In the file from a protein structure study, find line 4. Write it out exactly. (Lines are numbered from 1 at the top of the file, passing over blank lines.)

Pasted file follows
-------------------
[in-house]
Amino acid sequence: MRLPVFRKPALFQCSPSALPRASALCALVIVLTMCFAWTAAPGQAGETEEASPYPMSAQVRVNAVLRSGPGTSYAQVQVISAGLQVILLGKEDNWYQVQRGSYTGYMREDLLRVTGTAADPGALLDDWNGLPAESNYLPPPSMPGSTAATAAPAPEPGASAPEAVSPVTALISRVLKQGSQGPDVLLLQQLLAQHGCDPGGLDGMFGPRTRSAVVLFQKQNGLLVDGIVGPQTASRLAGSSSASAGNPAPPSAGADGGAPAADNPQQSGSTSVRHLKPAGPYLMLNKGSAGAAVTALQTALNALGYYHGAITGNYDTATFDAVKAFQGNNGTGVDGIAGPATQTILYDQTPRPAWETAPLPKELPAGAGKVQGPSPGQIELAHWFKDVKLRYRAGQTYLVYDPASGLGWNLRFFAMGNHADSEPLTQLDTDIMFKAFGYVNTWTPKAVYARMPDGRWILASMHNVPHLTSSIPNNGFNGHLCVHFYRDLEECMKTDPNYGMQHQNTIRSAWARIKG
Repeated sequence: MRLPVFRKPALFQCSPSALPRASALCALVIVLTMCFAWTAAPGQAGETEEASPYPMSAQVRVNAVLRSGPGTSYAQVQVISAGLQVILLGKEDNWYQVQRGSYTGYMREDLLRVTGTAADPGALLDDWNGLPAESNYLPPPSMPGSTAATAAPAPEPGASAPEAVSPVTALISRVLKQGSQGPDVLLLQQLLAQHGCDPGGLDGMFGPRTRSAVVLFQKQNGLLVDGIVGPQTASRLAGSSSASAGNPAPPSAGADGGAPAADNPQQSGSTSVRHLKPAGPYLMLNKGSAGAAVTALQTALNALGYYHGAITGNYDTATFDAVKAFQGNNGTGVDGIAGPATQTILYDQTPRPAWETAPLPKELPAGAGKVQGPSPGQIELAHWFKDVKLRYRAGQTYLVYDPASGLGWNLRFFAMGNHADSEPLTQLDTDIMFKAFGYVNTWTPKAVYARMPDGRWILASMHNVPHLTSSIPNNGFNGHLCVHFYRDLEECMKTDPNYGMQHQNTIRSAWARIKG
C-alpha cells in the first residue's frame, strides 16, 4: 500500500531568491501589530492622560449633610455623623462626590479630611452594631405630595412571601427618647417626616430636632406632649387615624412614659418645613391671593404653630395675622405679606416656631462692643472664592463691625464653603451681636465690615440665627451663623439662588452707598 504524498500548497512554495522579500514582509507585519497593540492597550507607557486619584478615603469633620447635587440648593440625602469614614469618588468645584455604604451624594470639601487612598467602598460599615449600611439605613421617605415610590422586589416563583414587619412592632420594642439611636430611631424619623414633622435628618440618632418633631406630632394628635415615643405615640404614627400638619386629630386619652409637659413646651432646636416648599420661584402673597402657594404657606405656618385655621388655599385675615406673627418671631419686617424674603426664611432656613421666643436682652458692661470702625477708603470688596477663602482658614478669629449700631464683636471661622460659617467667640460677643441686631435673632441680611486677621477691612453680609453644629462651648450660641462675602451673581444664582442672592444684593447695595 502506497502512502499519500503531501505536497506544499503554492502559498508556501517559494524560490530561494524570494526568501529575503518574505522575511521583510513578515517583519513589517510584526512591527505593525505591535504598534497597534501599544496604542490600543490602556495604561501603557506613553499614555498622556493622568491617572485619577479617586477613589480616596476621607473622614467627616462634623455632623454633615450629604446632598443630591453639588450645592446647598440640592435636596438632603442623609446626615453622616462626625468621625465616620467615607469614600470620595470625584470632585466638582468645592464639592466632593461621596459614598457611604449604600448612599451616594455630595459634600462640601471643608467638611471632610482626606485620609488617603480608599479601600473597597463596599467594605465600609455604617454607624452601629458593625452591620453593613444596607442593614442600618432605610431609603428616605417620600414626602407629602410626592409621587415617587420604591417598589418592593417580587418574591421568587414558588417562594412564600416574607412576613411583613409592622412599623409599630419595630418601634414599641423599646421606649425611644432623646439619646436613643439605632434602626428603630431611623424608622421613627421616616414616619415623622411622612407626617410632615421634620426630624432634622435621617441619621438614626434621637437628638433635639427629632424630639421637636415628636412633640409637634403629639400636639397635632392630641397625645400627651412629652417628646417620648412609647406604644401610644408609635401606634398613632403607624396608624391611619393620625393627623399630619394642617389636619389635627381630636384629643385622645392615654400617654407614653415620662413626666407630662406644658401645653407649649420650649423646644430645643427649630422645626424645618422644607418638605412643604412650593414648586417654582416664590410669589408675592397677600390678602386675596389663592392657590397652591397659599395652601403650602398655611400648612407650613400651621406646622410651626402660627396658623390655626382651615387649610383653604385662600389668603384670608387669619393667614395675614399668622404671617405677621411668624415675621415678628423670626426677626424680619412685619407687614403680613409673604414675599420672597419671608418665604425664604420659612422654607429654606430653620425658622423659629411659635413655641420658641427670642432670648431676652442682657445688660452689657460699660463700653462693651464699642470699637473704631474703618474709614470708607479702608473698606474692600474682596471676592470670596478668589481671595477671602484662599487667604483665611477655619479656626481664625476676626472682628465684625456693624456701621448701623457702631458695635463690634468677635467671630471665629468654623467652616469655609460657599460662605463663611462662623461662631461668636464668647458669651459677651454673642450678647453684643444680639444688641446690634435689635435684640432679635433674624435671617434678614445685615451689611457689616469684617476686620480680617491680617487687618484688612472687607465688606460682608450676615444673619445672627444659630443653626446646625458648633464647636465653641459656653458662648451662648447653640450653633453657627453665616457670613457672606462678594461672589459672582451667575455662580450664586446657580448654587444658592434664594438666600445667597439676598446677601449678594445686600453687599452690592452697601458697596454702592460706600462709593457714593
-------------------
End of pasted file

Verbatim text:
C-alpha cells in the first residue's frame, strides 16, 4: 500500500531568491501589530492622560449633610455623623462626590479630611452594631405630595412571601427618647417626616430636632406632649387615624412614659418645613391671593404653630395675622405679606416656631462692643472664592463691625464653603451681636465690615440665627451663623439662588452707598 504524498500548497512554495522579500514582509507585519497593540492597550507607557486619584478615603469633620447635587440648593440625602469614614469618588468645584455604604451624594470639601487612598467602598460599615449600611439605613421617605415610590422586589416563583414587619412592632420594642439611636430611631424619623414633622435628618440618632418633631406630632394628635415615643405615640404614627400638619386629630386619652409637659413646651432646636416648599420661584402673597402657594404657606405656618385655621388655599385675615406673627418671631419686617424674603426664611432656613421666643436682652458692661470702625477708603470688596477663602482658614478669629449700631464683636471661622460659617467667640460677643441686631435673632441680611486677621477691612453680609453644629462651648450660641462675602451673581444664582442672592444684593447695595 502506497502512502499519500503531501505536497506544499503554492502559498508556501517559494524560490530561494524570494526568501529575503518574505522575511521583510513578515517583519513589517510584526512591527505593525505591535504598534497597534501599544496604542490600543490602556495604561501603557506613553499614555498622556493622568491617572485619577479617586477613589480616596476621607473622614467627616462634623455632623454633615450629604446632598443630591453639588450645592446647598440640592435636596438632603442623609446626615453622616462626625468621625465616620467615607469614600470620595470625584470632585466638582468645592464639592466632593461621596459614598457611604449604600448612599451616594455630595459634600462640601471643608467638611471632610482626606485620609488617603480608599479601600473597597463596599467594605465600609455604617454607624452601629458593625452591620453593613444596607442593614442600618432605610431609603428616605417620600414626602407629602410626592409621587415617587420604591417598589418592593417580587418574591421568587414558588417562594412564600416574607412576613411583613409592622412599623409599630419595630418601634414599641423599646421606649425611644432623646439619646436613643439605632434602626428603630431611623424608622421613627421616616414616619415623622411622612407626617410632615421634620426630624432634622435621617441619621438614626434621637437628638433635639427629632424630639421637636415628636412633640409637634403629639400636639397635632392630641397625645400627651412629652417628646417620648412609647406604644401610644408609635401606634398613632403607624396608624391611619393620625393627623399630619394642617389636619389635627381630636384629643385622645392615654400617654407614653415620662413626666407630662406644658401645653407649649420650649423646644430645643427649630422645626424645618422644607418638605412643604412650593414648586417654582416664590410669589408675592397677600390678602386675596389663592392657590397652591397659599395652601403650602398655611400648612407650613400651621406646622410651626402660627396658623390655626382651615387649610383653604385662600389668603384670608387669619393667614395675614399668622404671617405677621411668624415675621415678628423670626426677626424680619412685619407687614403680613409673604414675599420672597419671608418665604425664604420659612422654607429654606430653620425658622423659629411659635413655641420658641427670642432670648431676652442682657445688660452689657460699660463700653462693651464699642470699637473704631474703618474709614470708607479702608473698606474692600474682596471676592470670596478668589481671595477671602484662599487667604483665611477655619479656626481664625476676626472682628465684625456693624456701621448701623457702631458695635463690634468677635467671630471665629468654623467652616469655609460657599460662605463663611462662623461662631461668636464668647458669651459677651454673642450678647453684643444680639444688641446690634435689635435684640432679635433674624435671617434678614445685615451689611457689616469684617476686620480680617491680617487687618484688612472687607465688606460682608450676615444673619445672627444659630443653626446646625458648633464647636465653641459656653458662648451662648447653640450653633453657627453665616457670613457672606462678594461672589459672582451667575455662580450664586446657580448654587444658592434664594438666600445667597439676598446677601449678594445686600453687599452690592452697601458697596454702592460706600462709593457714593